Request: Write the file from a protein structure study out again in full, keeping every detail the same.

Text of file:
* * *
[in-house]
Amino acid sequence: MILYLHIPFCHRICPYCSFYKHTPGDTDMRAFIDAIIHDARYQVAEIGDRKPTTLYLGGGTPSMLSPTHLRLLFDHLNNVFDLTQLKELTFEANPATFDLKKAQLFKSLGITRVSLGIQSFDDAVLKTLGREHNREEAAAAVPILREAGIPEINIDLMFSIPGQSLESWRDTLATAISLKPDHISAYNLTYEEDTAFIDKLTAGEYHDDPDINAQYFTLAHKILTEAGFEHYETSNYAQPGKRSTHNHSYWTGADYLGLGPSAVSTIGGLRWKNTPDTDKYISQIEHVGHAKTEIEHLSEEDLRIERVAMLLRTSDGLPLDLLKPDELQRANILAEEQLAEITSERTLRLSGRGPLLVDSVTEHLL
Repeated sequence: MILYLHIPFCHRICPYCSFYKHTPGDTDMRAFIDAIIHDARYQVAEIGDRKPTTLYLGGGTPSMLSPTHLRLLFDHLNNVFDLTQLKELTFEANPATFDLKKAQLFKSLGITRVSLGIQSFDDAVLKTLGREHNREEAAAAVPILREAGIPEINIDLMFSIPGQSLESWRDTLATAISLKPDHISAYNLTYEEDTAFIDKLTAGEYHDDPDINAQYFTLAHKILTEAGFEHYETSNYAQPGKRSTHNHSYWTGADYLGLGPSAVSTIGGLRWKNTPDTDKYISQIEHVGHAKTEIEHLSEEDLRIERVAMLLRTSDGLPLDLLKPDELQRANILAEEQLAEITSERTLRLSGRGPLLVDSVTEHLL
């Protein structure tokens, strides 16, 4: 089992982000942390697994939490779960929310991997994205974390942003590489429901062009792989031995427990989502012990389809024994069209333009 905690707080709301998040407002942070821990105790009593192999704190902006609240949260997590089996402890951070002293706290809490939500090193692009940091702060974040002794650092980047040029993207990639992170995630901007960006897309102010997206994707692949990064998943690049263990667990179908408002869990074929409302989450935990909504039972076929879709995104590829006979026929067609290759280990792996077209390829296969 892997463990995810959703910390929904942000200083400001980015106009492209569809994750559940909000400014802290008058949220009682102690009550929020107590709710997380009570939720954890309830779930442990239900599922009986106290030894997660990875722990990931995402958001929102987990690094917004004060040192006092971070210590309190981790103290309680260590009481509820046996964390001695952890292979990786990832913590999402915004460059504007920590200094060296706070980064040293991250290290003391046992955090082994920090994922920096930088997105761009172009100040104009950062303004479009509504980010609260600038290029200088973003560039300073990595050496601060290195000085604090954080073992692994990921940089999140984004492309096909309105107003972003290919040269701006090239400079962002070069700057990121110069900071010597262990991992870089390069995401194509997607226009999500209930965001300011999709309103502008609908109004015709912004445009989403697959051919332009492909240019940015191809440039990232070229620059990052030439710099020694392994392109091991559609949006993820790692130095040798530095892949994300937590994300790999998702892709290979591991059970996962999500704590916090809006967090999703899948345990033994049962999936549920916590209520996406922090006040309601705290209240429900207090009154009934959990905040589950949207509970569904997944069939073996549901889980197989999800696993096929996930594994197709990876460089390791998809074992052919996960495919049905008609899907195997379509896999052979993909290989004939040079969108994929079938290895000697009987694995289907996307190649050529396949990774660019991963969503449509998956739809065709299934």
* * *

[in-house]
Amino acid sequence: MILYLHIPFCHRICPYCSFYKHTPGDTDMRAFIDAIIHDARYQVAEIGDRKPTTLYLGGGTPSMLSPTHLRLLFDHLNNVFDLTQLKELTFEANPATFDLKKAQLFKSLGITRVSLGIQSFDDAVLKTLGREHNREEAAAAVPILREAGIPEINIDLMFSIPGQSLESWRDTLATAISLKPDHISAYNLTYEEDTAFIDKLTAGEYHDDPDINAQYFTLAHKILTEAGFEHYETSNYAQPGKRSTHNHSYWTGADYLGLGPSAVSTIGGLRWKNTPDTDKYISQIEHVGHAKTEIEHLSEEDLRIERVAMLLRTSDGLPLDLLKPDELQRANILAEEQLAEITSERTLRLSGRGPLLVDSVTEHLL
Repeated sequence: MILYLHIPFCHRICPYCSFYKHTPGDTDMRAFIDAIIHDARYQVAEIGDRKPTTLYLGGGTPSMLSPTHLRLLFDHLNNVFDLTQLKELTFEANPATFDLKKAQLFKSLGITRVSLGIQSFDDAVLKTLGREHNREEAAAAVPILREAGIPEINIDLMFSIPGQSLESWRDTLATAISLKPDHISAYNLTYEEDTAFIDKLTAGEYHDDPDINAQYFTLAHKILTEAGFEHYETSNYAQPGKRSTHNHSYWTGADYLGLGPSAVSTIGGLRWKNTPDTDKYISQIEHVGHAKTEIEHLSEEDLRIERVAMLLRTSDGLPLDLLKPDELQRANILAEEQLAEITSERTLRLSGRGPLLVDSVTEHLL
């Protein structure tokens, strides 16, 4: 089992982000942390697994939490779960929310991997994205974390942003590489429901062009792989031995427990989502012990389809024994069209333009 905690707080709301998040407002942070821990105790009593192999704190902006609240949260997590089996402890951070002293706290809490939500090193692009940091702060974040002794650092980047040029993207990639992170995630901007960006897309102010997206994707692949990064998943690049263990667990179908408002869990074929409302989450935990909504039972076929879709995104590829006979026929067609290759280990792996077209390829296969 892997463990995810959703910390929904942000200083400001980015106009492209569809994750559940909000400014802290008058949220009682102690009550929020107590709710997380009570939720954890309830779930442990239900599922009986106290030894997660990875722990990931995402958001929102987990690094917004004060040192006092971070210590309190981790103290309680260590009481509820046996964390001695952890292979990786990832913590999402915004460059504007920590200094060296706070980064040293991250290290003391046992955090082994920090994922920096930088997105761009172009100040104009950062303004479009509504980010609260600038290029200088973003560039300073990595050496601060290195000085604090954080073992692994990921940089999140984004492309096909309105107003972003290919040269701006090239400079962002070069700057990121110069900071010597262990991992870089390069995401194509997607226009999500209930965001300011999709309103502008609908109004015709912004445009989403697959051919332009492909240019940015191809440039990232070229620059990052030439710099020694392994392109091991559609949006993820790692130095040798530095892949994300937590994300790999998702892709290979591991059970996962999500704590916090809006967090999703899948345990033994049962999936549920916590209520996406922090006040309601705290209240429900207090009154009934959990905040589950949207509970569904997944069939073996549901889980197989999800696993096929996930594994197709990876460089390791998809074992052919996960495919049905008609899907195997379509896999052979993909290989004939040079969108994929079938290895000697009987694995289907996307190649050529396949990774660019991963969503449509998956739809065709299934």